Failure of Oversight in Vermont

Failure of Oversight in Vermont

EB-5 Visa, EB5 Visa, EB-5 Investment

Gov. Phil Scott’s administration and the federal government concur that the Vermont office that oversees the state’s scandal-ridden EB-5 Immigrant Investor Program ought to be closed, but they differ on the timing — phased-out or immediate — and the reason. The latter difference is significant because it suggests that the state has yet to fully come to terms with the facts of its own role in the massive fraud alleged to have occurred in connection with a cluster of development projects associated with Jay Peak in the Northeast Kingdom.

The federal EB-5 program grants permanent U.S. residency status to foreign citizens who invest $500,000 or more in qualifying projects that create at least 10 permanent, full-time jobs. It was a sleepy backwater among government programs until the Great Recession of 2008, when access to domestic capital dried up. The program’s subsequent growth was explosive; with it came instances of abuse and new scrutiny from the U.S. Securities and Exchange Commission. This is the context in which the SEC and the state of Vermont last year filed complaints alleging that over eight years, the owner of the Jay Peak projects, Ariel Quiros of Miami, and the chief executive, William Stenger of Vermont, misused $200 million of the $350 million they raised from foreign investors under the program, including $50 million Quiros misappropriated for his personal benefit. The resulting mess is now being untangled by a federal receiver; Stenger has reached a settlement with the SEC, the full terms of which have not been made public, while a lawyer for Quiros recently said he would not contest the SEC charges and will litigate only the damages.

In light of the scandal, Scott in July asked the state Department of Financial Regulation (DFR) to undertake a review of the Vermont Regional Center, which administers the EB-5 program in the state. That report, dated Aug. 18, notes that from 1997 to 2014, the Regional Center was operated exclusively under the auspices of the Agency of Commerce and Community Development. It was responsible for screening projects and for marketing, as well as for monitoring compliance with legal requirements.

In 2014, as problems began to surface at the Jay Peak properties, the compliance responsibilities were shifted to the Department of Financial Regulation to address what should have been a glaring structural problem from the beginning — an inherent potential for conflict when a single entity is responsible for both promotion and monitoring. Up until 2014, the Regional Center conducted periodic site visits to the Jay Peak projects but did no financial audits. According to the DFR report, it lacked the authority to do so under state law. Given the underlying mission of the Agency of Commerce and Community Development, one also wonders if it had sufficient expertise and motivation to monitor financial compliance.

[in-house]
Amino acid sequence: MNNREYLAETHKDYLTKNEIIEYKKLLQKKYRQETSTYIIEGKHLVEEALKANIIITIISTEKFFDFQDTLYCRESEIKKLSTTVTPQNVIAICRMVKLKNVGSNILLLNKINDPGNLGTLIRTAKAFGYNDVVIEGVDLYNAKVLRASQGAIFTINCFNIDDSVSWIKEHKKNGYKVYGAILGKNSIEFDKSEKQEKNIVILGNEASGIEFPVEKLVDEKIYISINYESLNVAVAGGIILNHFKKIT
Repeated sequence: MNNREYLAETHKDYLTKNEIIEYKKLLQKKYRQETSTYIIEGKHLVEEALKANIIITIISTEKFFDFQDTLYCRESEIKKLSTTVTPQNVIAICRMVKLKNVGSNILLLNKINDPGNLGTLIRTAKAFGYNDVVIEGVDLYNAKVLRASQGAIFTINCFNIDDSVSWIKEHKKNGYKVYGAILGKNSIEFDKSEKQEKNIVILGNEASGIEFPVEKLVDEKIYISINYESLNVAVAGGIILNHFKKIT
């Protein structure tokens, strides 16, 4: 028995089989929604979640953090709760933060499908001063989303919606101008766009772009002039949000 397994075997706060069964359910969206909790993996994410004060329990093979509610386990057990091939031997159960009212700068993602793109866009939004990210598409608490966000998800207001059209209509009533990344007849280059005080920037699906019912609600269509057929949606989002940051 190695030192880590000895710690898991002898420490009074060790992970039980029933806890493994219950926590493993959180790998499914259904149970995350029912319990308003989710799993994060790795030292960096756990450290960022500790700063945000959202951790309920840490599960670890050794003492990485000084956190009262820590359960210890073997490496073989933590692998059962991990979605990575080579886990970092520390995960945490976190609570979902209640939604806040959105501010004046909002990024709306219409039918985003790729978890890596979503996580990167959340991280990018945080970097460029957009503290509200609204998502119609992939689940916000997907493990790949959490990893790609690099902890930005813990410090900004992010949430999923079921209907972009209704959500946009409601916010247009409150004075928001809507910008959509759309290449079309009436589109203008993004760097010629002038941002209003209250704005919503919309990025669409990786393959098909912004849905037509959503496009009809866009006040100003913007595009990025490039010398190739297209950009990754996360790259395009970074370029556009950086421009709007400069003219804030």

The DFR report says that while the involvement of state financial regulators now provides adequate safeguards, the Regional Center ought to be phased out because it doesn’t represent the best use of state resources and because its role can be effectively filled by the private sector.

The U.S. Citizenship and Immigration Services Aug. 14 notice of its intent to terminate the Vermont Regional Center is a stinging rebuke. It concludes that “the evidence of the record indicates that the Regional Center’s failure to provide adequate oversight and monitoring of its projects allowed the alleged malfeasance by Quiros and Stenger to occur . . .” It also raises the specter that the Regional Center may have permitted marketing for one of the projects to continue after 2015 even though it strongly suspected financial irregularities. And the notice cites a press report from last fall that then-Gov. Peter Shumlin and other high-level officials “went on to promote Jay Peak projects overseas and at press events in Vermont in 2013,” despite questions having been raised about the projects in 2012 by a former business partner and others. The bottom line is that the federal government proposes to close down the Regional Center immediately; the state plans to contest the closing timeline.

Perhaps the scope of the state report commissioned by Scott was limited to making a recommendation about whether the Regional Center should continue in operation, but several material questions related to the EB-5 scandal still remain to be answered: Why did no one recognize and act on the Regional Center’s potentially conflicting roles until 2014? Did elected officials and staff of the Regional Center ever turn a willfully blind eye to possible problems with the Jay Peak projects in their enthusiasm for creating jobs in one of the state’s most economically distressed regions? What is the state’s responsibility to the foreign investors who were damaged by its failure to exercise adequate oversight, or even any oversight? This whole affair needs to be investigated thoroughly and independently, perhaps by a lawyer with expertise in complicated financial transactions, and the results publicly aired. We urge the Scott administration or the Legislature to take this sorely needed next step.


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